Perhaps it was illegal download overload after years of blogging about BU grad and former online music lover Joel Tenenbaum (see "TUOL" posts 5/21/12, 9/19/11, 7/9/10, 8/3/09 & 7/28/09), but we were remiss in not reporting a decision late last month by the United States Court of Appeals for the First Circuit in Sony BMG Music Entertainment et al. v. Joel Tenenbaum (Case No. 12-2146) upholding the recording companies plaintiffs' $675k judgment against the defendant for illegally downloading copyrighted songs on defunct KaZaA and other peer-to-peer music networks.
In a decision written by Judge Jeffrey Howard, the appellate court noted that the defendant over the years 1999 to 2007 downloaded and distributed copyrighted music across various peer-to-peer platforms without permission. The amount of the judgment, pursuant to the damages provision of the Copyright Act [17 U.S.C. sec. 504(c)] allows for an assessment of between $750 and $150,000 for each instance of infringement. Damages were assessed against Tenenbaum for 30 purported illegal downloads at $22,500 apiece, or 15 percent of the maximum penalty, to reach the $675k award.
Tenenbaum argued the damages award violated his due process rights and were out of whack, contending that a more reasonable sum would be $450, reached by estimating each of the 30 albums illegally downloaded costs $15. The First Circuit, however, said such a calculation ignores the actual damages suffered by the plaintiffs, the challenge of proving copyright infringement, and most important, the deterrent effect of Section 504. The opinion acknowledged that Congress specifically amended The Copyright Act [17 U.S.C. sec. 101 et seq.] to prevent music piracy through statutory damages.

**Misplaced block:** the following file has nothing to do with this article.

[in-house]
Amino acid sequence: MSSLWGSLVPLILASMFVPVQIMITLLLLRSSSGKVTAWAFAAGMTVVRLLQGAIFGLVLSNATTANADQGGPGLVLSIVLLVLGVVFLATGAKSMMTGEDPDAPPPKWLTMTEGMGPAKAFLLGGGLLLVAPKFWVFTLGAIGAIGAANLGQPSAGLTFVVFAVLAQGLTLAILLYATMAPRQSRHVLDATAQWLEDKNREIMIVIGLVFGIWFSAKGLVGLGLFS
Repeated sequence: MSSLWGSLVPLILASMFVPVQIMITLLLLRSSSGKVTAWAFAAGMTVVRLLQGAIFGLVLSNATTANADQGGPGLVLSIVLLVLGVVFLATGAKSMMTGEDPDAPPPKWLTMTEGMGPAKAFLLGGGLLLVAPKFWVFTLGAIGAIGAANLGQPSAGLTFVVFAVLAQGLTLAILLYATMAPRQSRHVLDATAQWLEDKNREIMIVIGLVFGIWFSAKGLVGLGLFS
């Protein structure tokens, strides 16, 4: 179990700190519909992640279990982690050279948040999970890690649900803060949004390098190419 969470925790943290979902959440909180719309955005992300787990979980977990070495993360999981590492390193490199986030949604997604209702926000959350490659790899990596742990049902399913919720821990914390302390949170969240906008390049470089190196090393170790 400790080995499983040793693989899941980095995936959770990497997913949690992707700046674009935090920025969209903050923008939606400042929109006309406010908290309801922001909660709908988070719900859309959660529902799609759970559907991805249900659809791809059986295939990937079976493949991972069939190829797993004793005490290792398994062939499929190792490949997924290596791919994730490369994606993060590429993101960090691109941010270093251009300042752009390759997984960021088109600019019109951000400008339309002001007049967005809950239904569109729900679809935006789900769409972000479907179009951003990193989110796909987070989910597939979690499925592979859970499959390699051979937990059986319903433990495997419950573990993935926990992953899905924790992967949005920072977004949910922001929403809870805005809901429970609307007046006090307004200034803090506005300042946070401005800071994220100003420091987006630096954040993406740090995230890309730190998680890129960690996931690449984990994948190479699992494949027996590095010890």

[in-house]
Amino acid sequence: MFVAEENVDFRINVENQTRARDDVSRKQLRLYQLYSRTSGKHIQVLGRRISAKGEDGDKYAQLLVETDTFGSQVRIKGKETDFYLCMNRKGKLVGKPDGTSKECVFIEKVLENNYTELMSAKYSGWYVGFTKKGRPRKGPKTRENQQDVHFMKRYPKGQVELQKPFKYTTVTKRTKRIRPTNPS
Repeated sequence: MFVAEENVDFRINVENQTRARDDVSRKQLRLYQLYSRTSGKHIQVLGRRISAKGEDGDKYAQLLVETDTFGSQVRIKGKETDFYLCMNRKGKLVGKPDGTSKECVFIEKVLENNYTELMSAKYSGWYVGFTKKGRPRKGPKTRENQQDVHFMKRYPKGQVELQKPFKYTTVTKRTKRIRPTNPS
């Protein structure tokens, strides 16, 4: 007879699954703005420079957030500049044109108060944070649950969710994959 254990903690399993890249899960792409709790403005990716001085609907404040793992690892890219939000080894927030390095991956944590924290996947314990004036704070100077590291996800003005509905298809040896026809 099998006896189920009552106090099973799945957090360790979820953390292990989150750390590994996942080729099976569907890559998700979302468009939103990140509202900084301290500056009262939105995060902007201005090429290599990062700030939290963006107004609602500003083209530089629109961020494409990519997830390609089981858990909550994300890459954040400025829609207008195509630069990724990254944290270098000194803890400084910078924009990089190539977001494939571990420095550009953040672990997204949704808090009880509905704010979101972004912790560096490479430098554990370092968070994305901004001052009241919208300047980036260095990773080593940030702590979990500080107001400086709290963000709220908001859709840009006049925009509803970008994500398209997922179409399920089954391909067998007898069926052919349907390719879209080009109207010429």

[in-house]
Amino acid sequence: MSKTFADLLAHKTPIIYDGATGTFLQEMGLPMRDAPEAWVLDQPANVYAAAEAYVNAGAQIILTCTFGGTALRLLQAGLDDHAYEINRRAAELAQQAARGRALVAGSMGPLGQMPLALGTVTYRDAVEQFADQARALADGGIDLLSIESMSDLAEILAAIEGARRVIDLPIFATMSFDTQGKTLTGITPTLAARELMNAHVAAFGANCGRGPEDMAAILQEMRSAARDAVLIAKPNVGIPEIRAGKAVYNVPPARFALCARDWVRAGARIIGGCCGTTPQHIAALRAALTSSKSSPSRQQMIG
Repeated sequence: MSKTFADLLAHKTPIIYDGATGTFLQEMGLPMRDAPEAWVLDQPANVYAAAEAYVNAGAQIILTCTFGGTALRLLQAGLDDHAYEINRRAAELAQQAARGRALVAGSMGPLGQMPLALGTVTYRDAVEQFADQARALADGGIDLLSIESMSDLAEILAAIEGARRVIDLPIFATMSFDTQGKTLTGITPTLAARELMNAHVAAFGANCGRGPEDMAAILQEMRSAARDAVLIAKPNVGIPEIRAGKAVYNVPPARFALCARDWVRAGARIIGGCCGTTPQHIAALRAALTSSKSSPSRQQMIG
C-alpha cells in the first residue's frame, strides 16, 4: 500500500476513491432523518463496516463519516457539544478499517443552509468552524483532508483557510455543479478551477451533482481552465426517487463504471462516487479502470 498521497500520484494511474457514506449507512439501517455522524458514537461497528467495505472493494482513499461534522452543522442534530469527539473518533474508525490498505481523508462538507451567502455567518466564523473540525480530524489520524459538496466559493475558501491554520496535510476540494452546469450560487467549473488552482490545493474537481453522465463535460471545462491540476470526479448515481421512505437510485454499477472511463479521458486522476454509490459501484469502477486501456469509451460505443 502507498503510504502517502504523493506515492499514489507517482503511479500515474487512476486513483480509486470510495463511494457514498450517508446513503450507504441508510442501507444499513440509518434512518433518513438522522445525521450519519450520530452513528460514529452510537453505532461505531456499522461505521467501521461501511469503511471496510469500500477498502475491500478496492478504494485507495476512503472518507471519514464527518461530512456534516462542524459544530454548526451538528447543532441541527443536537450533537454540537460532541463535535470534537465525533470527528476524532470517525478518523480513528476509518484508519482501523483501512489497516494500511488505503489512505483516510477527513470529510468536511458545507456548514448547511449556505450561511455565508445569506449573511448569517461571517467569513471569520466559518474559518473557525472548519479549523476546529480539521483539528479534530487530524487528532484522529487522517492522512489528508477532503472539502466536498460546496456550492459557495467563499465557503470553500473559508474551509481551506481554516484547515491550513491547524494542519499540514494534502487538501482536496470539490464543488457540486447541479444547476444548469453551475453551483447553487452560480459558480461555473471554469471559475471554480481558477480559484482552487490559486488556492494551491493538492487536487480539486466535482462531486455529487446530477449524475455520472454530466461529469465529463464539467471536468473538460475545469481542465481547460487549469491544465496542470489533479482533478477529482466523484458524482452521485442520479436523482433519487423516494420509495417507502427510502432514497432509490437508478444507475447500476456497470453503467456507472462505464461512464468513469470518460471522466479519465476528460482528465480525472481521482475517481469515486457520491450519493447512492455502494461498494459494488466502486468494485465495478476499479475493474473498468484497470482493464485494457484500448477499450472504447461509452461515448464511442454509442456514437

Judge Howard made no effort to conceal the appellate court's disdain for the defendant's conduct, noting how Tenenbaum allegedly continued to download songs despite warnings from family, BU and others, and pointing out how Tenenbaum did not own up to his actions during Discovery in the case, initially blaming burglars, and then a foster child living in his family's home, for the downloading activities. The court emphasized that Tenenbaum testified at trial to downloading as many as 5000 songs, not the mere 30 for which he was held liable.
The devoted staff of "TUOL" (which is listening to music as it prepares this post) believes there is a genuine legal question over whether the copyright infringement damages authorized by the statute are disproportinate in non-commercial downloading cases such as this one. Unfortunately, an unsympathetic defendant and a questionable trial strategy by his defense team resulted in an outcome that doesn't satisfactorily reach that question. A corollary of the old legal bromide, "bad cases make bad law," is that misconduct leads to missed opportunities for legal reform.